If your agoraphobia began early in life – for me it was age 19 – you may have yet to purchase your very own luggage. Who needs a suitcase when you can’t travel more than a few miles away from home – if that far? I probably used family suitcases for trips in my youth before a rather savage recurrence of panic attacks early in my sophomore year of college made me too frightened to travel more than the few blocks I lived from campus. And I wouldn’t travel freely again for another 30 years.
I clearly remember my first suitcase. I didn’t want to buy something shiny new and have people think this is the first time I took actual trips far off into the world. I hunted through second hand stores until I found the perfect statement. It was a tan, heavy canvas thing with leather trim that folded out sort of like a wardrobe and had lots of cool side pockets. It made me look like a man who’d been abroad, or at least around.
With that suitcase I made a trip back to my parent’s house, my home, that I hadn’t been able to visit for 3 decades. The mountainous trip from Helena to Billings is stunningly beautiful. The first part trails the Missouri River to its origin – where the Madison, Jefferson, and Gallatin Rivers (all named by Lewis and Clark) combine near Bozeman (Three Forks). Soon after that on the winding, climbing, descending freeway, the legendary Yellowstone River emerges from its namesake national park through Paradise Valley and announces itself to the world as it winds its way beside the highway through geology ranging from mountainous to hilly to sandstone rimrocks and buttes. Towering cottonwood trees suckle at its flanks the entire journey through Montana to where it joins the Missouri clear the heck over on the east end of the state. The soaring, glistening Absaroka Mountain Range and then the Beartooth Range, highest in Montana, are your constant companion on your right on that particular stretch of I-90. I was driving on an interstate highway for the first time in my life. The previous, pre-agoraphobia times I traveled across the state, the massive national highway construction program was just underway.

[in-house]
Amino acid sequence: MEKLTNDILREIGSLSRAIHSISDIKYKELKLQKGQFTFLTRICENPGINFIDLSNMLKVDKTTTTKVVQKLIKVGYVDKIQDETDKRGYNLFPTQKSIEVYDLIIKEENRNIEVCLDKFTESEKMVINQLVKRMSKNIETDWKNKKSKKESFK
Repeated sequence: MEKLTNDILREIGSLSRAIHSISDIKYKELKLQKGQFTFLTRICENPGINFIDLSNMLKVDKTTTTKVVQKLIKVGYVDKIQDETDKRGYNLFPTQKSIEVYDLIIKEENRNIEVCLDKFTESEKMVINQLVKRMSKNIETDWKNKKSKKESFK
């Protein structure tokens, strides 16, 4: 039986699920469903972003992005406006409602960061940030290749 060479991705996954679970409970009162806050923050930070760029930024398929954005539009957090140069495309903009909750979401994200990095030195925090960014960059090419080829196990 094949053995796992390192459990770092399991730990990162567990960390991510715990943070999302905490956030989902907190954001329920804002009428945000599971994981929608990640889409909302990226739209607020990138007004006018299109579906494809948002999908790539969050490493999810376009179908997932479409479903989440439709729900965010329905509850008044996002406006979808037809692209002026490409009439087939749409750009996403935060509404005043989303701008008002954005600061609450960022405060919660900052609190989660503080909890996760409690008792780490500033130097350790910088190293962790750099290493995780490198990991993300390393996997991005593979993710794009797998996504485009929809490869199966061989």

I had already made months earlier my initial Very Big Trip from Helena to Butte 60 miles away to officially end my agoraphobia. And then I made the 2 hour trip from Helena to Missoula many times as I moved back to my favorite place in the whole world. But the trip from Helena to Billings was another matter – longer at 3 hours, and at times the openness – one of my panic triggers – goes on and on. Luckily I was in a state of awe the whole journey and pretty much didn’t have any anxious times. For this trip, where I was actually going to stay a few days I needed a suitcase. And after that I took on many sorts of traveling bags as I came across them in thrift shops for my many trips to follow.
The final symbol of freedom from agoraphobia is a large suitcase with wheels, which I now possess. It’s red, second hand, and large with many zippered nooks and crannies. The wheels say it all: I am a person who travels freely so much that I need wheels on my suitcase.
I’m certain you’re excited to take your first trip away from agoraphobia with a suitcase. Perhaps you should go ahead and buy a suitcase now so it’ll be there on that glorious day when you’re ready to take a long trip with luggage. I know! You can put it at the foot of your bed and call it your “hope chest.” Get it? Sometimes I am so brilliant in an ad agency way I scare myself.
You’ll get there, I promise. Work hard every day on your Recovery Program in Un-Agoraphobic and you will put it all together and solve your mystery with my vast knowledge and experience guiding you along.
If wheels on a suitcase make you look or feel old, try a couple of shoulder bags for a hip-ness in your new traveling look.